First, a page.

Venice Project Hands On: This Is Going To Kill YouTube

The guys who brought you KaZaA and Skype are at it again, and their upcoming Venice Project Peer to Peer streaming will show YouTube how video is really done. Just like KaZaA was a disruptive force in music sharing, and Skype was a disruptive force for phone calls, the Venice Project will kill current online video sharing and TV streaming sites.

So how can the Venice Project demolish what is essentially the biggest video site on the internet? Two reasons: the founder's track record, and the state of the Venice Project now.

Venice Project Hands On: This Is Going To Kill YouTube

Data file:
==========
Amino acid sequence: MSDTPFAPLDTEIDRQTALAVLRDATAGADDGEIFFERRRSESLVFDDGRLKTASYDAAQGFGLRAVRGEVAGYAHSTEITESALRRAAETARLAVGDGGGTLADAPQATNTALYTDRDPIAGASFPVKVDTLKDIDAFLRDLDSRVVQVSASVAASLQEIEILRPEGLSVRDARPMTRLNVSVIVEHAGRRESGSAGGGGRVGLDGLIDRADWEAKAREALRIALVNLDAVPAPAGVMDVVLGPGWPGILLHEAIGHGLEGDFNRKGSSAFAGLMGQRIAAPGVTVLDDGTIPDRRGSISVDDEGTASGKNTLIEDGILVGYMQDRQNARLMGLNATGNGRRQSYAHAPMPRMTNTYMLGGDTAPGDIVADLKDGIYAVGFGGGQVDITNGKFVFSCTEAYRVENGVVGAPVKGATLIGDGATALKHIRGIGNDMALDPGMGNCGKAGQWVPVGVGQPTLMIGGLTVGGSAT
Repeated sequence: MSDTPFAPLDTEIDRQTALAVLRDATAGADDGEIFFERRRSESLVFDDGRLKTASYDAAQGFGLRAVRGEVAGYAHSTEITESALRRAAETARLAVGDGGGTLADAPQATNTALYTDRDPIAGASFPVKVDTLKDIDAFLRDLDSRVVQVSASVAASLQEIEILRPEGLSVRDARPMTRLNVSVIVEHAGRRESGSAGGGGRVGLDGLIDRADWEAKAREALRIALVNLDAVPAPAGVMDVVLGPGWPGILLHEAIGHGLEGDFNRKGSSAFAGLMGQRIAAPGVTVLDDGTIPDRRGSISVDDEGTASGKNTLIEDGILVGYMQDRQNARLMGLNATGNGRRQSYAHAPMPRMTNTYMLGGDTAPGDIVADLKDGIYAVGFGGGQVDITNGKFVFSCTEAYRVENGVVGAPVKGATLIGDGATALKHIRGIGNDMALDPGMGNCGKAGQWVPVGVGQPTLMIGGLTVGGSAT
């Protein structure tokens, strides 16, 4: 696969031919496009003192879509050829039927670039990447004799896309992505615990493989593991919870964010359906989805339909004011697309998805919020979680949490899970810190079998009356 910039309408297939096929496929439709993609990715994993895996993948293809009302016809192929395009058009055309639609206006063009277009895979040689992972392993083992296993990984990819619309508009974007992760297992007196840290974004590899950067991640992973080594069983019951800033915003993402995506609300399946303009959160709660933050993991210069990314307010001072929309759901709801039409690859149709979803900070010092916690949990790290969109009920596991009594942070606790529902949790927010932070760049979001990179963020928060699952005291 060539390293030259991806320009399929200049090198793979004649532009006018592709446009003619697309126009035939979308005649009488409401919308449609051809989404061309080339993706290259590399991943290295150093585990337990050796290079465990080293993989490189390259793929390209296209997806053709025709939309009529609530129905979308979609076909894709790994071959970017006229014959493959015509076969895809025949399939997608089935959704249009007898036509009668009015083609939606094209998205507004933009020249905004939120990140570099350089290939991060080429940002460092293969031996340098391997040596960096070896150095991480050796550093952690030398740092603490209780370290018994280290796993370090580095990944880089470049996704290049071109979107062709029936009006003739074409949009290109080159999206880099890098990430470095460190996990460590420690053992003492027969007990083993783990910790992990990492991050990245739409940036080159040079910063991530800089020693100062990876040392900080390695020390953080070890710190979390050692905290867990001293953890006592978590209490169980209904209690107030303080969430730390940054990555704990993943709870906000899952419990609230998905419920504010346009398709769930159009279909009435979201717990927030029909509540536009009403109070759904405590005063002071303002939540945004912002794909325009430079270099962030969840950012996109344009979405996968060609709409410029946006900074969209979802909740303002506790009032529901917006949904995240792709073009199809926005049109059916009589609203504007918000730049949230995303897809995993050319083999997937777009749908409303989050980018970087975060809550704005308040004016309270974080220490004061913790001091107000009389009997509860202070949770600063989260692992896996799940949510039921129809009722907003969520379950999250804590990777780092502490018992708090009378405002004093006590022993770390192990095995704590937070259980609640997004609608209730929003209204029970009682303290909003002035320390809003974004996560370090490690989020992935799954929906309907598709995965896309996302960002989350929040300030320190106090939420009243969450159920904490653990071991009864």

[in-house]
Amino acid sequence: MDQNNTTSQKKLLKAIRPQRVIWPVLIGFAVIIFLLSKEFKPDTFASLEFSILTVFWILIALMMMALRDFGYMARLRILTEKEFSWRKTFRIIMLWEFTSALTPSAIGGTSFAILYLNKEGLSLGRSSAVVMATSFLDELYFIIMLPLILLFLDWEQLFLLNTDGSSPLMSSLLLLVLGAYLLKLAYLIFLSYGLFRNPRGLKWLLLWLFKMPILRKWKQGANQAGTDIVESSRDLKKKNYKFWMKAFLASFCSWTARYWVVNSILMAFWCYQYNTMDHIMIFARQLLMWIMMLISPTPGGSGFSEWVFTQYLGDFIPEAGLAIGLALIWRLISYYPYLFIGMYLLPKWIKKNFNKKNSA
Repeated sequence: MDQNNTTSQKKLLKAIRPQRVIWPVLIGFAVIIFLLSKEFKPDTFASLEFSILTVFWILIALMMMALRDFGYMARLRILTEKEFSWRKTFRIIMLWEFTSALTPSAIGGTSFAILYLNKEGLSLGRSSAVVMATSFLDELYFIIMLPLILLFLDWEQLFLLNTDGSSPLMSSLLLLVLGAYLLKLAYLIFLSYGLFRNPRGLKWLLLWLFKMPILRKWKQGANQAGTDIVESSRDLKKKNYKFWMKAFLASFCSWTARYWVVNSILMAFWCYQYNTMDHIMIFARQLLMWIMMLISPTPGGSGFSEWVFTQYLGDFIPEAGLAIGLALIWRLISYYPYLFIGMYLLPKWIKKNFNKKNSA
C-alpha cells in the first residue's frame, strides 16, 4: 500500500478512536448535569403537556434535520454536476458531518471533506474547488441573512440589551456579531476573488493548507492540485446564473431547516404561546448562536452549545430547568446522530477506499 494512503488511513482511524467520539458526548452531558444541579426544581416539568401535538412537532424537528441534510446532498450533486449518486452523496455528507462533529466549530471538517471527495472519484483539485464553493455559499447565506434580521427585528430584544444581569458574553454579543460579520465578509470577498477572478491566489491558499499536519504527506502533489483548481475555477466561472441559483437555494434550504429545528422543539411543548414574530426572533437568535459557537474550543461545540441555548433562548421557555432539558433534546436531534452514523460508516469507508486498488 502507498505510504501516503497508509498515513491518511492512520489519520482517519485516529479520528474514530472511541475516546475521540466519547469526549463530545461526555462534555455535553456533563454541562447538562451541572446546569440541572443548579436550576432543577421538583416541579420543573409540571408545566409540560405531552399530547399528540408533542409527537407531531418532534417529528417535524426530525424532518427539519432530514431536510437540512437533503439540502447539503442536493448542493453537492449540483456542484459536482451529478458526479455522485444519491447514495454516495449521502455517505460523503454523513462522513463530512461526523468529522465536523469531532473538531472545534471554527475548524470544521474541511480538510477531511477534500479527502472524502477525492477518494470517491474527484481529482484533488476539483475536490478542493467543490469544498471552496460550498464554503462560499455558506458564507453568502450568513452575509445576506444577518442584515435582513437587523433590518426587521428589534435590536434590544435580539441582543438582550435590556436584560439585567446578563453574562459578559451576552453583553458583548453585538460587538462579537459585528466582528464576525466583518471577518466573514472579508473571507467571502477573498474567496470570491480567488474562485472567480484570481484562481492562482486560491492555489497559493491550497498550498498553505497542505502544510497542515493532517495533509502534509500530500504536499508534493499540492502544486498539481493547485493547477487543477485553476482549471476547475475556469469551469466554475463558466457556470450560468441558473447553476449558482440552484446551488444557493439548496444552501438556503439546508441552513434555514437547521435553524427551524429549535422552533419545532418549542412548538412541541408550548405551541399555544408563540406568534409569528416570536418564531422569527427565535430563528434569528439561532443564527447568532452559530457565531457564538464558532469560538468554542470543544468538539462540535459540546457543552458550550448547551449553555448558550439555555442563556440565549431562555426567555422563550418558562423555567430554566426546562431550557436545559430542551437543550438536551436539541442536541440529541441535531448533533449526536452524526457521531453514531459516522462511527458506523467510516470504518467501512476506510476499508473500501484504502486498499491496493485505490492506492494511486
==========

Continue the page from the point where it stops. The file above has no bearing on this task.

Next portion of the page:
Janus and Niklas know peer to peer. They know exactly how to make it work to meet a singular need. And from the quality of both the video and the speed of the streaming, they've done a superb job with the Venice Project as well. It's definitely no contest when you compare this to the blurriness of YouTube and other streaming sites.

Do people care how the data is getting from the host to them? No. That's exactly why peer to peer will definitely win over a centralized, YouTube approach. By cutting down on bandwidth costs (they're mostly from the users), the Venice Project can have much higher quality video. Just like with Skype, what do people care that their call or video is going through Zimbabwe before getting to them? The only thing that's important is that the quality is there, and the content is there. All that the Venice Project needs now is content.

Inside The Venice Project [Giga Om]